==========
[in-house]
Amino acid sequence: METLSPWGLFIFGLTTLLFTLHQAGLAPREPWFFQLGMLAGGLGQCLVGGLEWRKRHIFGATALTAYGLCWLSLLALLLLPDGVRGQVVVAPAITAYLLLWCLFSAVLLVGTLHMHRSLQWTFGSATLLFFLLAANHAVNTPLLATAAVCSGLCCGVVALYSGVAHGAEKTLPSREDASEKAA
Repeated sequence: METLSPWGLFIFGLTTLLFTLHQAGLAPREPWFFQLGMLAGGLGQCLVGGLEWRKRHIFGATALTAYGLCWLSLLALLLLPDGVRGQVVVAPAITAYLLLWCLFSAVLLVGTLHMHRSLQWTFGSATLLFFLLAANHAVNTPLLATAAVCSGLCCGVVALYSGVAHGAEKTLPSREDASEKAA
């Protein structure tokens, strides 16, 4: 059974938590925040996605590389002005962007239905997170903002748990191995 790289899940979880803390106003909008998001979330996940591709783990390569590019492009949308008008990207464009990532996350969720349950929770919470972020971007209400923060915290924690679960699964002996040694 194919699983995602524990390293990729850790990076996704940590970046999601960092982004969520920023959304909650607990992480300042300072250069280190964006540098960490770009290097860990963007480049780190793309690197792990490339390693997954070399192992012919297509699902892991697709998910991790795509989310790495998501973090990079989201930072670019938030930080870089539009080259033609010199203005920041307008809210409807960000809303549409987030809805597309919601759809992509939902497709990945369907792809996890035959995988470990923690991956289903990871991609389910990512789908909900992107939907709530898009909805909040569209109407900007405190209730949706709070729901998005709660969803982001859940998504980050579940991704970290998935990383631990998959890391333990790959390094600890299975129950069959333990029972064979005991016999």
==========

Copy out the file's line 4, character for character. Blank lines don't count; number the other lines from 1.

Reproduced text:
């Protein structure tokens, strides 16, 4: 059974938590925040996605590389002005962007239905997170903002748990191995 790289899940979880803390106003909008998001979330996940591709783990390569590019492009949308008008990207464009990532996350969720349950929770919470972020971007209400923060915290924690679960699964002996040694 194919699983995602524990390293990729850790990076996704940590970046999601960092982004969520920023959304909650607990992480300042300072250069280190964006540098960490770009290097860990963007480049780190793309690197792990490339390693997954070399192992012919297509699902892991697709998910991790795509989310790495998501973090990079989201930072670019938030930080870089539009080259033609010199203005920041307008809210409807960000809303549409987030809805597309919601759809992509939902497709990945369907792809996890035959995988470990923690991956289903990871991609389910990512789908909900992107939907709530898009909805909040569209109407900007405190209730949706709070729901998005709660969803982001859940998504980050579940991704970290998935990383631990998959890391333990790959390094600890299975129950069959333990029972064979005991016999």